Arnold”s Touchstone Method
Arnold’s touchstone technique is a comparative technique of criticism. According to this method, to be able to choose a poet’s work correctly, a critic ought to evaluate it to passages taken from works of nice masters of poetry, and that these passages should be applied as touchstones to different poetry. Even a single line or chosen citation will serve the aim. If the opposite work strikes us in the identical method as these lines and expressions do, then it’s actually an excellent work, otherwise not.
This technique was beneficial by Arnold to overcome the shortcomings of the personal and historical estimates of a poem.
Both historical and private estimate goes in vain. In private estimate, we cannot wholly omit the non-public and subjective factors. In historical estimate, historic importance often makes us price a piece as greater than it actually deserves. In order to form a real estimate, one should have the flexibility to distinguish an actual classic. At this point, Arnold presents his theory of Touchstone Method.
A real basic, says Arnold, is a work, which belongs to the class of the easiest. It could be recognized by placing it beside the recognized classics of the world.
Those recognized classics can function the touchstone by which the advantage of up to date poetic work may be tested. This is the central idea of Arnold’s Touchstone Method. Matthew Arnold’s Touchstone Method of Criticism was really a comparative system of criticism. Arnold was mainly a classicist. He admired the traditional Greek, Roman and French authors as the fashions to be followed by the trendy English authors.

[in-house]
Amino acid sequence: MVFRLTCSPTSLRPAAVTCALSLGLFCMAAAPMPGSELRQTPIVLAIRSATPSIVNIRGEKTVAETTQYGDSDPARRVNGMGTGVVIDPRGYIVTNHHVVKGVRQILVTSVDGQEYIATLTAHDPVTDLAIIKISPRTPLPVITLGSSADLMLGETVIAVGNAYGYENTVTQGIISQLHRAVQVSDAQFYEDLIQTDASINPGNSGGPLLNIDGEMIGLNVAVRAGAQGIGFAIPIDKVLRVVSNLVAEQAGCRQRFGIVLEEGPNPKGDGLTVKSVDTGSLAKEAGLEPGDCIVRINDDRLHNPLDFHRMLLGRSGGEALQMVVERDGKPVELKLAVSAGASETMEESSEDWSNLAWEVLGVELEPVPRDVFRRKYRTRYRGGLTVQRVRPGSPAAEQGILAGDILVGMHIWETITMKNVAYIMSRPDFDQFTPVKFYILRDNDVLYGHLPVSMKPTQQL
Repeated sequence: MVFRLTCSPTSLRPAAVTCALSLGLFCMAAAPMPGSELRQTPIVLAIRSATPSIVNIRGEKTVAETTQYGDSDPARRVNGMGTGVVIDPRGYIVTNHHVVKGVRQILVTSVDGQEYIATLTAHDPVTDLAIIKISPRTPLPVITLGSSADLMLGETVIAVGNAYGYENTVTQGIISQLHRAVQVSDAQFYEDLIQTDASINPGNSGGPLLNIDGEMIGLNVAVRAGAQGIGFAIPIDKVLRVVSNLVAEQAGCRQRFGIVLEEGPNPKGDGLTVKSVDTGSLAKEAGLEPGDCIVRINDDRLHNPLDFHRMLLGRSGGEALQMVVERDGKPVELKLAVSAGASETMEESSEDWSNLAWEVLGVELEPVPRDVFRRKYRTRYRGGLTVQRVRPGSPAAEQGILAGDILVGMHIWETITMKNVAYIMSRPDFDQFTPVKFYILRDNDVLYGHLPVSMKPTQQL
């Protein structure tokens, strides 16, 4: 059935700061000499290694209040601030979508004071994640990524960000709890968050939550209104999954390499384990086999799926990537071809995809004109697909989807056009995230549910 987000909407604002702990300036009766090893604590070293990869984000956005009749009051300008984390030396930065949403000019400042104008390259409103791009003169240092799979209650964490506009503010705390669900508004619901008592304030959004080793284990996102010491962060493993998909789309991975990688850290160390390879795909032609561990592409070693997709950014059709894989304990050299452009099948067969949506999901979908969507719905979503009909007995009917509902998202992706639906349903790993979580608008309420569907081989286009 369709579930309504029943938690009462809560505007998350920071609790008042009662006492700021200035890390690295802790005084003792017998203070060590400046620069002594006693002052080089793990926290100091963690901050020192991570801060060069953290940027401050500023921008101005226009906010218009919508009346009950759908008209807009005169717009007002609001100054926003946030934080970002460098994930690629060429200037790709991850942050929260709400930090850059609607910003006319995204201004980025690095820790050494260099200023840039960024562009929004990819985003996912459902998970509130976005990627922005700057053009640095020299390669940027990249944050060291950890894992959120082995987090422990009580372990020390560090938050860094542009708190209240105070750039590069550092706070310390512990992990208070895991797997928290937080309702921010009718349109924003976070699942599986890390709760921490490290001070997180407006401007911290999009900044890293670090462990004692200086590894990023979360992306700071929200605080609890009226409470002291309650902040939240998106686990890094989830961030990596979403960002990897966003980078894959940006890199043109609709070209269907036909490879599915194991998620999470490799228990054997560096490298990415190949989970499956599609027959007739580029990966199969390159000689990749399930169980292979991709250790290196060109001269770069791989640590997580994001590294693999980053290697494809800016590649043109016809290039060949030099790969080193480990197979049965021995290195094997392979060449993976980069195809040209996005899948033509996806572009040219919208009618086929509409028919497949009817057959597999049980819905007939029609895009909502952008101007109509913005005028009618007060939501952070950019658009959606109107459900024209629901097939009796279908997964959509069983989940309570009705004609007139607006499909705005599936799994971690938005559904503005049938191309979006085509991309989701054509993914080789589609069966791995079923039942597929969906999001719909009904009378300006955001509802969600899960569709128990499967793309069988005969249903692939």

The old English like Shakespeare, Spenser or Milton were additionally to be taken as fashions. Arnold took chosen passages from the trendy authors and in contrast them with chosen passages from the traditional authors and thus determined their deserves.
This methodology was known as Arnold’s Touchstone Method. However, this method of judgement has its personal limitations. The technique of comparing passage with a passage isn’t a enough take a look at for figuring out the value of a piece as a complete. Arnold himself insisted that we must judge a poem by the ‘total impression’ and not by its fragments. But we can further prolong this methodology of comparison from passages to the poems as whole models. The comparative technique is a useful aid to appreciation of any kind of artwork.
It is helpful not merely thus to compare the masterpiece and the lesser work, but the good with the not so good, the sincere with the not fairly sincere, and so on. Those who don’t agree with this concept of comparative criticism say that Arnold is merely too austere, too exacting in comparing a simple trendy poet with the traditional master poet. It just isn’t fair to expect that each one hills may be Alps. The mass of current literature is a lot better disregarded. By this method we will set apart the alive, the important, the honest from the shoddy, the showy and the insincere.